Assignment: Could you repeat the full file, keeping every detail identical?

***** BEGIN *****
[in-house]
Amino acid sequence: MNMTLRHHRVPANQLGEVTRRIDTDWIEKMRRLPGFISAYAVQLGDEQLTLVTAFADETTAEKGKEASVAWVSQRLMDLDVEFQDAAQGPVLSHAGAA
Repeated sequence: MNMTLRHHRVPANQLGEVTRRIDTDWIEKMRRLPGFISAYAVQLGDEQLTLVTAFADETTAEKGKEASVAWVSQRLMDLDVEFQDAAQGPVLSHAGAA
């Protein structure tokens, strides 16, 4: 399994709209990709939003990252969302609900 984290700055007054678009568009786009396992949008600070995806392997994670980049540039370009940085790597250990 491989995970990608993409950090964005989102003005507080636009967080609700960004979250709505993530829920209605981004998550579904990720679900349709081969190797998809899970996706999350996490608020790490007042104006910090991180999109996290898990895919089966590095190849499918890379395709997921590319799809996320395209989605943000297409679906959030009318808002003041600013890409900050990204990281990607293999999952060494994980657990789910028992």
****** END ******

[in-house]
Amino acid sequence: MNMTLRHHRVPANQLGEVTRRIDTDWIEKMRRLPGFISAYAVQLGDEQLTLVTAFADETTAEKGKEASVAWVSQRLMDLDVEFQDAAQGPVLSHAGAA
Repeated sequence: MNMTLRHHRVPANQLGEVTRRIDTDWIEKMRRLPGFISAYAVQLGDEQLTLVTAFADETTAEKGKEASVAWVSQRLMDLDVEFQDAAQGPVLSHAGAA
């Protein structure tokens, strides 16, 4: 399994709209990709939003990252969302609900 984290700055007054678009568009786009396992949008600070995806392997994670980049540039370009940085790597250990 491989995970990608993409950090964005989102003005507080636009967080609700960004979250709505993530829920209605981004998550579904990720679900349709081969190797998809899970996706999350996490608020790490007042104006910090991180999109996290898990895919089966590095190849499918890379395709997921590319799809996320395209989605943000297409679906959030009318808002003041600013890409900050990204990281990607293999999952060494994980657990789910028992």